In the April 1872 issue of the periodical The Ibis, Walden had published “On Birds recently observed or obtained in the Island of Negros, Philippines” (p 93), together with British diplomat and ornithologist Edgar Layard (1824–1900). They are jointly credited for naming the Yellow-faced Flameback Chrysocolaptes xanthocephalus Walden & Layard 1872.
In 1877 and 1878 Walden published a series of illustrated papers entitled “Contributions to the Ornithology of the Philippines” in the Proceedings of the Zoological Society (PZS) of London, under the name Arthur, Marquis of Tweeddale. Most of the papers present birds collected by British naturalist Alfred Everett (1848–1898), a British civil servant and administrator in Borneo who travelled extensively in the Philippines. Everett’s White-eye and Everett’s Scops Owl were named after him by Walden. Here is a selection of PZS papers with illustrations of Philippine birds, or where new endemic species were named and credited to Tweeddale:
Reports on the Collections of Birds made during the Voyage of H.M.S. “Challenger” (PZS 1877, page 534) naming the Philippine Frogmouth Batrachostomus septimus Tweeddale 1877.
On the Collection made by Mr. A. H. Everett in the Island of Zebu (PZS 1877, page 755) naming Everett’s White-eye, Philippine Leafbird and Cebu Flowerpecker.
On the Collection made by Mr. A. H. Everett in the Island of Mindanao (PZS 1877, page 816), naming Black-headed Tailorbird and Grey-throated Sunbird.
On the Collection made by Mr. A. H. Everett in the Islands of Dinagat, Bazol, Nipah, and Sakuyok (PZS 1878, page 106) with the two illustrations below.
On a new Philippine Genus and Species of Bird (PZS 1878, page 114), naming Flame-templed Babbler from a specimen collected in Negros by Everett.
On a new Species of the Genus Buceros (PZS 1878, page 277), describing and naming the semigaleatus subspecies of Rufous Hornbill from a specimen collected in Leyte by Everett (without illustration).
On the Collection made by Mr. A. H. Everett in the Island of Negros (PZS 1878, page 280), naming the Yellowish White-eye.
On the Collection made by Mr. A. H. Everett in the Island of Leyte (PZS 1878, page 339), naming the Orange-tufted Spiderhunter (not illustrated).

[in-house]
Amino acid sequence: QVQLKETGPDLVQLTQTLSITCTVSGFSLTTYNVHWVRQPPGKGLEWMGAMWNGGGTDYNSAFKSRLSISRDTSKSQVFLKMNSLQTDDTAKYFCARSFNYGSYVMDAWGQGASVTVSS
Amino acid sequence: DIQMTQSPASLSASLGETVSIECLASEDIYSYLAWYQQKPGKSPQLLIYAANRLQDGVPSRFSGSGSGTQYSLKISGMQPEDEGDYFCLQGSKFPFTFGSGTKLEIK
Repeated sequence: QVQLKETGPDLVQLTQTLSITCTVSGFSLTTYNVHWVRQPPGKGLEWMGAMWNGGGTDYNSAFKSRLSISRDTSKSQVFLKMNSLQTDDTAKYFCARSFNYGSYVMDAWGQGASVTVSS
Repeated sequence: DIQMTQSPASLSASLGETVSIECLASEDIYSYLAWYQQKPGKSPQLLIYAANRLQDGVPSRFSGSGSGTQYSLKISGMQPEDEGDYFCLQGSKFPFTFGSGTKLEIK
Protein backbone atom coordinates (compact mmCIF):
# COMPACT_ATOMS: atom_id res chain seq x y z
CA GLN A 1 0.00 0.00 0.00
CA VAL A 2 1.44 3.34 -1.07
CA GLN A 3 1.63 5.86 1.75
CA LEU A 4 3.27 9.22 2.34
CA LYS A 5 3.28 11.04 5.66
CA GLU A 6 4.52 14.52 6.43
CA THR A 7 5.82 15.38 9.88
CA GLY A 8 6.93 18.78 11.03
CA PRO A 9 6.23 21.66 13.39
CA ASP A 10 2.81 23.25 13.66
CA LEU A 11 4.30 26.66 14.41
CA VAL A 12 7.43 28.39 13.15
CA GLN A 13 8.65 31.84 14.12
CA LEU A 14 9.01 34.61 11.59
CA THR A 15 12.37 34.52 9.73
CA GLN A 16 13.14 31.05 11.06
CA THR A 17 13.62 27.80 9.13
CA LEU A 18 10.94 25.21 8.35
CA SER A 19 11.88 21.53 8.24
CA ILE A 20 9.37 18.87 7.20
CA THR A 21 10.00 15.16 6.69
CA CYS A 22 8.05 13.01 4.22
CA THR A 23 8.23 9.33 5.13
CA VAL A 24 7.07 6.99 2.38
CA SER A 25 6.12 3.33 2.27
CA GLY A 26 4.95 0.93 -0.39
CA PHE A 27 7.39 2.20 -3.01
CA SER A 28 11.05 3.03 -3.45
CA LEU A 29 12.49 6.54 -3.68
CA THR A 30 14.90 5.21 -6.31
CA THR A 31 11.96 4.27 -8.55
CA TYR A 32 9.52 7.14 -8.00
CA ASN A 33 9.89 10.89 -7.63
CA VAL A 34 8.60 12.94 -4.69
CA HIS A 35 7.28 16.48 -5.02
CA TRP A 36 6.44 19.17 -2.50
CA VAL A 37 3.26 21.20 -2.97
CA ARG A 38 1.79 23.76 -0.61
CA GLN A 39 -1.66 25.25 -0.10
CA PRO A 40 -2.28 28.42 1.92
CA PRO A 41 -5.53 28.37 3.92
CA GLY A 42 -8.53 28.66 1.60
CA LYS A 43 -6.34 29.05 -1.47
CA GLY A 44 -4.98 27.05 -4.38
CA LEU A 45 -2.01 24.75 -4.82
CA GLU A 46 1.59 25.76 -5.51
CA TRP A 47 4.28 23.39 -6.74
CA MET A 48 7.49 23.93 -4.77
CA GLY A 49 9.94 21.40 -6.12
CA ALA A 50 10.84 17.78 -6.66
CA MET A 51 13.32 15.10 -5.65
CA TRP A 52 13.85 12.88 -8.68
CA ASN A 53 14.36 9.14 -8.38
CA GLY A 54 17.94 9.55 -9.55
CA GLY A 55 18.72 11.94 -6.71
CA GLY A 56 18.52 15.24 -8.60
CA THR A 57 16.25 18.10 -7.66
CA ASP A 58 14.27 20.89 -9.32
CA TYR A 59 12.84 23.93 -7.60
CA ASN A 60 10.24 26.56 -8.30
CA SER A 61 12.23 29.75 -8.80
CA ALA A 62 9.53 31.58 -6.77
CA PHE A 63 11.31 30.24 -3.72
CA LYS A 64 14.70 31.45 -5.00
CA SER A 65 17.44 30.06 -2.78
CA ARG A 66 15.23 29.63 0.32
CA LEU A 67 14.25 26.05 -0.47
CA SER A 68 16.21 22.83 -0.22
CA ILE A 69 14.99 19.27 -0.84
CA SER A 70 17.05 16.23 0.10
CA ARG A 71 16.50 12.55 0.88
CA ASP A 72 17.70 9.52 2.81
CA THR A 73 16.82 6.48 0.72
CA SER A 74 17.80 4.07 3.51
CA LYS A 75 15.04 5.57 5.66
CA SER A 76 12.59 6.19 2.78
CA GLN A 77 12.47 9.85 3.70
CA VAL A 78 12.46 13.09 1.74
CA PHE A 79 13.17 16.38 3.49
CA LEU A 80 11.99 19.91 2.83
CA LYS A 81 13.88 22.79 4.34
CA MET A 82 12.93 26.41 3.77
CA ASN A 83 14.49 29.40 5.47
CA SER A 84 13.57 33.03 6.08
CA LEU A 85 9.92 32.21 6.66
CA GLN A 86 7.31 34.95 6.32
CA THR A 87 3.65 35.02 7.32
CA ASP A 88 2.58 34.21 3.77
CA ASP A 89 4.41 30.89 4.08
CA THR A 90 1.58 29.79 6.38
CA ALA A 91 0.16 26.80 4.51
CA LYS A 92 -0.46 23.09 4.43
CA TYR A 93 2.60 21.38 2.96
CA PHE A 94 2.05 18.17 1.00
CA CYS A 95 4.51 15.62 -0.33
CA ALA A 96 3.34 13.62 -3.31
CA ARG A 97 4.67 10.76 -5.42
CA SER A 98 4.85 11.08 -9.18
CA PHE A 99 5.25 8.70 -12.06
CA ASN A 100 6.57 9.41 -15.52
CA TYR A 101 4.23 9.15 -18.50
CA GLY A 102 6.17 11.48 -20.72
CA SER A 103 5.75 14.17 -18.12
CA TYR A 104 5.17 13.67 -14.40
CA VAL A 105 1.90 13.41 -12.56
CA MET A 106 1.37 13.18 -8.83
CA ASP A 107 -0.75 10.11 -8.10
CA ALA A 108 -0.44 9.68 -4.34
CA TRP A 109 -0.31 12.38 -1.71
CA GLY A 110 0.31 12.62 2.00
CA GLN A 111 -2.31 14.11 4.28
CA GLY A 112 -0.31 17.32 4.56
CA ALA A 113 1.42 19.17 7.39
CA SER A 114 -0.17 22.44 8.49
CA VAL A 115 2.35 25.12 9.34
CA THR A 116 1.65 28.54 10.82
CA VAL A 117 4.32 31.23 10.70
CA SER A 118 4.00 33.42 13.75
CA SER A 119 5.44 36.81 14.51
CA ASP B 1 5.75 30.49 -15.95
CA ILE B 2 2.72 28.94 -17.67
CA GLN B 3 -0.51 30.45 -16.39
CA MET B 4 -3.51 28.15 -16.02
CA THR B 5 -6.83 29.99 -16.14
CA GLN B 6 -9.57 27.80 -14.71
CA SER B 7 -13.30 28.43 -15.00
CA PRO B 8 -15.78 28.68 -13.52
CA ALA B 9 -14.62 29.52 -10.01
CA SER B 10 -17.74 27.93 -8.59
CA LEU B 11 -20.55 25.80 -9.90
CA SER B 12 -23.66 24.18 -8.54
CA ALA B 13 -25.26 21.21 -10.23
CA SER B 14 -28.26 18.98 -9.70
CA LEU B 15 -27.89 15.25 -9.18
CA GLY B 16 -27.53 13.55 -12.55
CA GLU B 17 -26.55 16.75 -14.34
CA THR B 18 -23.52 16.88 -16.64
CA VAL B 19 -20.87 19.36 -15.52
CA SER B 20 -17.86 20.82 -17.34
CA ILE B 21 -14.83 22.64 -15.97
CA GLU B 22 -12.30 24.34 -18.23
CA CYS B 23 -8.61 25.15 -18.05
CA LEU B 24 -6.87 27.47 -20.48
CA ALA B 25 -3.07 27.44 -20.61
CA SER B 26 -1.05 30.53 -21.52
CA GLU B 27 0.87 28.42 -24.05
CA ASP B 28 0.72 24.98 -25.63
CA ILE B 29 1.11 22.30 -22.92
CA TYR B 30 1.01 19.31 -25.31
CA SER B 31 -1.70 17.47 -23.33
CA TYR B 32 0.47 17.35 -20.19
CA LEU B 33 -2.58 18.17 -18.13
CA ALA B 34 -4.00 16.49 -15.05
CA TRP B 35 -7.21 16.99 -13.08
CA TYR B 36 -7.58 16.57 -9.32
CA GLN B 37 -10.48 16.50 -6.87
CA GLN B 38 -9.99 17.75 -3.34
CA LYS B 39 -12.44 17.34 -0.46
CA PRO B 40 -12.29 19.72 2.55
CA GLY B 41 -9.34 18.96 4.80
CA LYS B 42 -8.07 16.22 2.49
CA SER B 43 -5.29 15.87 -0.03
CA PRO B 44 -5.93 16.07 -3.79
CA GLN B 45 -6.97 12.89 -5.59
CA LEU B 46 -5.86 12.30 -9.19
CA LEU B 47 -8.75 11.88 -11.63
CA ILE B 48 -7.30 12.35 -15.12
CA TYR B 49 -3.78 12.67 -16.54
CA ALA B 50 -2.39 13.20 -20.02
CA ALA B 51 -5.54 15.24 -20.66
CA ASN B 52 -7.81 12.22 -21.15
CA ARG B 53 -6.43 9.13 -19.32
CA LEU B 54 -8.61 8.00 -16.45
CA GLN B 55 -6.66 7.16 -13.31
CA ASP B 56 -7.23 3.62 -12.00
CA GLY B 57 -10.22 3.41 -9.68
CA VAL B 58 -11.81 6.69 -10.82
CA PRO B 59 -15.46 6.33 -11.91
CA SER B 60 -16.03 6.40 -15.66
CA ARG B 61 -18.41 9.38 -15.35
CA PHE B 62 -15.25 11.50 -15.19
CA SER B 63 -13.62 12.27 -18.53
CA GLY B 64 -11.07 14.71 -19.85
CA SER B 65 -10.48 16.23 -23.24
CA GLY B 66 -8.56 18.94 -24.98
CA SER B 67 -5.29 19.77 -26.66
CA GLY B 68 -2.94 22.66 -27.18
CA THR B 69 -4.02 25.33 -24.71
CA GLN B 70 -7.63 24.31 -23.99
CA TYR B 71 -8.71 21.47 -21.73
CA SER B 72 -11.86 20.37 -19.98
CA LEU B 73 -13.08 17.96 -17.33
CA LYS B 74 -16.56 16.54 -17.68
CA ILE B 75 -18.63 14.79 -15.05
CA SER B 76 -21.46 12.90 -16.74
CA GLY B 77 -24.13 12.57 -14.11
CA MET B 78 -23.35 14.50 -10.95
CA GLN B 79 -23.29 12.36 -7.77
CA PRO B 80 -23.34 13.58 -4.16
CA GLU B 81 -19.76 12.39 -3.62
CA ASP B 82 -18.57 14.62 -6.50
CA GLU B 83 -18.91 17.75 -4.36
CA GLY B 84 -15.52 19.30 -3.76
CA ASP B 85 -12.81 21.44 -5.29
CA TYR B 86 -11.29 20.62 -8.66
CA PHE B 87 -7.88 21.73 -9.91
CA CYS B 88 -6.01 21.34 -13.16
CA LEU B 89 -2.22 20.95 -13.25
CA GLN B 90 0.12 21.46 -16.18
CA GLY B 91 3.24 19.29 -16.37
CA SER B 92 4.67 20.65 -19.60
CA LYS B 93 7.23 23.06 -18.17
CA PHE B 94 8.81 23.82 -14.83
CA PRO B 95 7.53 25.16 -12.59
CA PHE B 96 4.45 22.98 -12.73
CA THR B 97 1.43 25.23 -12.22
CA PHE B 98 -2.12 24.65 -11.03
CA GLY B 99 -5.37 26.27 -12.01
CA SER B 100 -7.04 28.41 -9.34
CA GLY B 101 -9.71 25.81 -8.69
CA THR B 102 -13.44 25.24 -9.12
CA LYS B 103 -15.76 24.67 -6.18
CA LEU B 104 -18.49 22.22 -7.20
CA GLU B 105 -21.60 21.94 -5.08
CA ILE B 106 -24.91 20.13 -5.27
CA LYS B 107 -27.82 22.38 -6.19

On some Luzon Birds in the Museum at Darmstadt” (PZS 1878, page 429), where Walden writes: “Professor Koch, of Darmstadt, through the obliging intervention of Dr. Brüggemann, has kindly sent to me for examination a small number of birds collected in the vicinity of Manilla by Herr v Othberg.” German zoologist Friedrich Brüggemann is credited for naming the Whiskered Pitta Erythropitta kochi Brüggemann 1876.
On the Collection made by Mr. A. H. Everett in the Island of Palawan (PZS 1878, page 611), naming Spot-throated Flameback, Ashy-fronted Bulbul, Sulphur-bellied Bulbul, Slender-billed Crow and Ashy-headed Babbler.
On the Collection made by Mr. A. H. Everett at Zamboanga, in the Island of Mindanao (PZS 1878, page 936), naming Giant Scops Owl, Everett’s Scops Owl, Mindanao Hawk-Owl, Black-bibbed Cuckooshrike and Philippine Spine-tailed Swift.
In a paper called Descriptions of some new Species of Birds in the 1877 issue of the Annals and Magazine of Natural History, Walden described and named the Silvery Kingfisher, Mindanao Hornbill, Celestial Monarch, Yellowish Bulbul, Olive-backed Flowerpecker, Rusty-crowned Babbler and Handsome Sunbird from specimens obtained by Everett in Mindanao and in Dinagat Island.
In all, Walden named 28 Philippine endemic species from the 245 in the WBCP 2013 Checklist, of which 4 are attributed to Walden and 24 to Tweeddale.
3. A Word on Subspecies